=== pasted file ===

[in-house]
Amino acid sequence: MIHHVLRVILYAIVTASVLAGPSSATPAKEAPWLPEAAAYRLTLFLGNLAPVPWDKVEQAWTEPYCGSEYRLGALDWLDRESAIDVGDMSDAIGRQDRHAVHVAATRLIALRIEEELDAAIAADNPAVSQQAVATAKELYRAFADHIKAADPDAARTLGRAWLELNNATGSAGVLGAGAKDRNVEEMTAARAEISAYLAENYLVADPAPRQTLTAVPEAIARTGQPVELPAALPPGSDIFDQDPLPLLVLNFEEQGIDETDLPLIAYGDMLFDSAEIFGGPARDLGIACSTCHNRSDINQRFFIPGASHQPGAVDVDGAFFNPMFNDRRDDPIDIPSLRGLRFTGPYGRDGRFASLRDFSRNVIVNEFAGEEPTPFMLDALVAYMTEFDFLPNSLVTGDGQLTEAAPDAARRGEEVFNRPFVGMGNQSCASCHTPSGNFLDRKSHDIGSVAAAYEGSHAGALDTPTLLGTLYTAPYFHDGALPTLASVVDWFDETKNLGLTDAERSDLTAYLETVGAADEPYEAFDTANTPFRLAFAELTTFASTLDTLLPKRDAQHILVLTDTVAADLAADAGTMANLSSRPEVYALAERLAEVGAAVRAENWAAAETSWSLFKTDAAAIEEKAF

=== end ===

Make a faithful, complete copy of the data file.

[in-house]
Amino acid sequence: MIHHVLRVILYAIVTASVLAGPSSATPAKEAPWLPEAAAYRLTLFLGNLAPVPWDKVEQAWTEPYCGSEYRLGALDWLDRESAIDVGDMSDAIGRQDRHAVHVAATRLIALRIEEELDAAIAADNPAVSQQAVATAKELYRAFADHIKAADPDAARTLGRAWLELNNATGSAGVLGAGAKDRNVEEMTAARAEISAYLAENYLVADPAPRQTLTAVPEAIARTGQPVELPAALPPGSDIFDQDPLPLLVLNFEEQGIDETDLPLIAYGDMLFDSAEIFGGPARDLGIACSTCHNRSDINQRFFIPGASHQPGAVDVDGAFFNPMFNDRRDDPIDIPSLRGLRFTGPYGRDGRFASLRDFSRNVIVNEFAGEEPTPFMLDALVAYMTEFDFLPNSLVTGDGQLTEAAPDAARRGEEVFNRPFVGMGNQSCASCHTPSGNFLDRKSHDIGSVAAAYEGSHAGALDTPTLLGTLYTAPYFHDGALPTLASVVDWFDETKNLGLTDAERSDLTAYLETVGAADEPYEAFDTANTPFRLAFAELTTFASTLDTLLPKRDAQHILVLTDTVAADLAADAGTMANLSSRPEVYALAERLAEVGAAVRAENWAAAETSWSLFKTDAAAIEEKAF